This opinion will be unpublished and

may not be cited except as provided by

Minn. Stat. 480A.08, subd. 3 (2000).






In the Matter of the Welfare of:

S.L.J., dob: 12/20/1983.


Filed August 6, 2002


Randall, Judge


Hennepin County District Court

File No. J5-01-056943



Frederick J. Goetz, Goetz & Eckland, P.A., 2124 Dupont Avenue South, Minneapolis, MN 55405 (for appellant)


Mike Hatch, Attorney General, 525 Park Street, Suite 500, St. Paul, MN 55103; and


Amy Klobuchar, Hennepin County Attorney, David C. Brown, Assistant County Attorney, C-2000 Government Center, Minneapolis, MN 55487 (for respondent)



Considered and decided by Randall, Presiding Judge, Willis, Judge, and Parker, Judge.*


R. A. RANDALL, Judge

Appellant challenges his conviction for aiding and abetting aggravated robbery, arguing that his statement to police should have been suppressed because his waiver of Miranda rights was not knowing and intelligent because of age, lack of experience with the criminal justice system, confusion about his rights, the officer's misrepresentation of the evidence against appellant, and the failure to contact appellant's parents. Appellant also argues that a show-up identification by the victims after they were told to stand by for such a procedure was inherently suggestive and should have been suppressed. We affirm.


At approximately 2:00 A.M. on May 6, 2001, appellant S.L.J. and a group of five to nine other individuals saw Najib Ismail, Osman Ibriham, and Liban Mohamed walking in front of them on Nicollet Mall. The group followed the three men for several blocks. At approximately 11th Street and Nicollet Mall, Thomas Shropshire, a member of the group approached the three men and asked them for a cigarette. After Ismail responded that they did not have any cigarettes, Shropshire punched Ismail in the face. The others in the group joined Shropshire and punched and kicked Ismail. During the attack, Ismail's wallet was taken. As one member of the group held Ismail, Ismail slipped from his jacket and ran from the scene, leaving behind a black leather jacket with fur trim and a "Wilda Genuine Leather" patch. Mohamed and Ibriham managed to get away from the scene and called the police to report the assault.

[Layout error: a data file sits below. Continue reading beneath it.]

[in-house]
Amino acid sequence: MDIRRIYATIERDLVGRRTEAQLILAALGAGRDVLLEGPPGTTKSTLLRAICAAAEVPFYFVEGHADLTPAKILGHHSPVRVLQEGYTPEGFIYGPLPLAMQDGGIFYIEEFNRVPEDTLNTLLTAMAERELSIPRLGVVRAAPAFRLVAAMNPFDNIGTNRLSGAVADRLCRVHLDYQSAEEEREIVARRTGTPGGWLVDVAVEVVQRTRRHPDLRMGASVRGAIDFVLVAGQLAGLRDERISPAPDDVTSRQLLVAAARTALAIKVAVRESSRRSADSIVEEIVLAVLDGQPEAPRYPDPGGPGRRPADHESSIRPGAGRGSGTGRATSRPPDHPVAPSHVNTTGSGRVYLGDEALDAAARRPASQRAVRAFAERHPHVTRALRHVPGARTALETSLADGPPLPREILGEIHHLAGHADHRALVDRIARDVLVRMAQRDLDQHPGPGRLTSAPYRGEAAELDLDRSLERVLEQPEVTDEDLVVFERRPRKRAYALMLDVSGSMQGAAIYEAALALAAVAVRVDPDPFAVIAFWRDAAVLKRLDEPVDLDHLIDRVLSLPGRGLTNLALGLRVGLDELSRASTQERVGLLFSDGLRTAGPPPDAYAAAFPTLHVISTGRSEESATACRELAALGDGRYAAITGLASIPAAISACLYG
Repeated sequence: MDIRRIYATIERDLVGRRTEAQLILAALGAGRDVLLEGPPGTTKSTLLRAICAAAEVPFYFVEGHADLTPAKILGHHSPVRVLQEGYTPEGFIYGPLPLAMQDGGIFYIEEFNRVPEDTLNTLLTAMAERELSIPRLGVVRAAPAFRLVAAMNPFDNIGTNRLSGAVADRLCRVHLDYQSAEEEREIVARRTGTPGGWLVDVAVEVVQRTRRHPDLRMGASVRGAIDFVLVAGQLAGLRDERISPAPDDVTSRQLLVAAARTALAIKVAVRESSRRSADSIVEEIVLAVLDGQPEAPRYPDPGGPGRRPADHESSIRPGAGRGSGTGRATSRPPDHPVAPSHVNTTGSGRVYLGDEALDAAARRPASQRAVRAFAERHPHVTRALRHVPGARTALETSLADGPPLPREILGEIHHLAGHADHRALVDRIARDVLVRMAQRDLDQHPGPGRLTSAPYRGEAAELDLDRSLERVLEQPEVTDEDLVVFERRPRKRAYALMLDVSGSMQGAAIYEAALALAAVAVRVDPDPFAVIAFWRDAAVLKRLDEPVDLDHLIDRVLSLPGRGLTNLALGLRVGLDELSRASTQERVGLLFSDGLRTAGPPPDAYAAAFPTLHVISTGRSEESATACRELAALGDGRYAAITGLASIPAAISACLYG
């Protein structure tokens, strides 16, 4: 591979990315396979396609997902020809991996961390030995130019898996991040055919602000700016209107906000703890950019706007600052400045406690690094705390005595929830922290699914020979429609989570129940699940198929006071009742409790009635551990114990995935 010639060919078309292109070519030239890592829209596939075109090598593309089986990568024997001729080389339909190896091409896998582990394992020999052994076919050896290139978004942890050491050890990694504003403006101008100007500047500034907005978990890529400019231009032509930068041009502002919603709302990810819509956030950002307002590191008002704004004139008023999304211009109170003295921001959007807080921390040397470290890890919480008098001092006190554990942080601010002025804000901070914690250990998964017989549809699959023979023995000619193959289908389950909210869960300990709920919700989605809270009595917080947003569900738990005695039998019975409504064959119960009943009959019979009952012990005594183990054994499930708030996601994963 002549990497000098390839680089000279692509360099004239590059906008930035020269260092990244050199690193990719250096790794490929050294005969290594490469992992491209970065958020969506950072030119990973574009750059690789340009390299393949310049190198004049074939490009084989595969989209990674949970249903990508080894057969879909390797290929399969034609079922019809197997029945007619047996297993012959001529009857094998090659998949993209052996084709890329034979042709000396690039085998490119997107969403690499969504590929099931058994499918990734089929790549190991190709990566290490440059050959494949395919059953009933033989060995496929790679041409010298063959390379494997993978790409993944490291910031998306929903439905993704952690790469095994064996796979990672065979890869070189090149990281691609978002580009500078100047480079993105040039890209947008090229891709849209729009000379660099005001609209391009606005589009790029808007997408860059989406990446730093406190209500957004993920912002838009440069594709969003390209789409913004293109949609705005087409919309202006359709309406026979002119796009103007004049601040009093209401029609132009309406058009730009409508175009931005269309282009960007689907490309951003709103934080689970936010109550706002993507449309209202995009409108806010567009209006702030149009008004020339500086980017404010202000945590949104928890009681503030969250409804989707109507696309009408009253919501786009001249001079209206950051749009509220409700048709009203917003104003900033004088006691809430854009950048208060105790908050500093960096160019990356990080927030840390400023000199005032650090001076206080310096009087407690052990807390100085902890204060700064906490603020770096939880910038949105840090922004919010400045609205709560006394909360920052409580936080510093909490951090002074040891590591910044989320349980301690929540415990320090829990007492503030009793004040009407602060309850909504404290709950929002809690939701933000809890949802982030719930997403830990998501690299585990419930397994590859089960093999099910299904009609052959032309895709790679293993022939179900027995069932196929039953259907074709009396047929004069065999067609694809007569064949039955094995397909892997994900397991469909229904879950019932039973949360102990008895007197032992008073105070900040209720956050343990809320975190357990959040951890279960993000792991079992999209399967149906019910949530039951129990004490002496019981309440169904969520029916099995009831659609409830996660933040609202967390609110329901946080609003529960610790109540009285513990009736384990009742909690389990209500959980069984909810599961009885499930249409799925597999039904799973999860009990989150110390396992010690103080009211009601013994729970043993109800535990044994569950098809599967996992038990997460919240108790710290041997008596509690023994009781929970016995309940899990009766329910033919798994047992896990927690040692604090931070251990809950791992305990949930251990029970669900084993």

Within an hour, police found three individuals (Shropshire, Charles M. Williams, and appellant), at a bus stop at Nicollet Mall and 7th Street, who matched the descriptions given by the victims. The victims had previously described to the officers that the "main aggressor" was an African American male, shorter than average, wearing a black doo-rag. The victims described the others as wearing dark jackets and dark pants. Shropshire was wearing Ismail's jacket when the police found him.

Police transported the three suspects to the victims' apartment building for a show-up identification. Officer Christopher Tucker conducted the show-up outside the victims' apartment building. Ismail and Ibriham viewed each of the suspects individually. Ismail identified Shropshire as the individual who approached him, asked for a cigarette, assaulted him, and took his jacket. Ismail also identified appellant as one of the men who hit him. Ibriham identified appellant as one of the individuals who assaulted him and confirmed Ismail's identification of Shropshire and appellant, but stated that he did not recognize Williams. During a photographic line-up held a few days after the incident, neither victim could identify appellant. Contrary to his statement to the police at the time of the incident, Ismail at trial testified that appellant had asked him for a cigarette and wore a black doo-rag.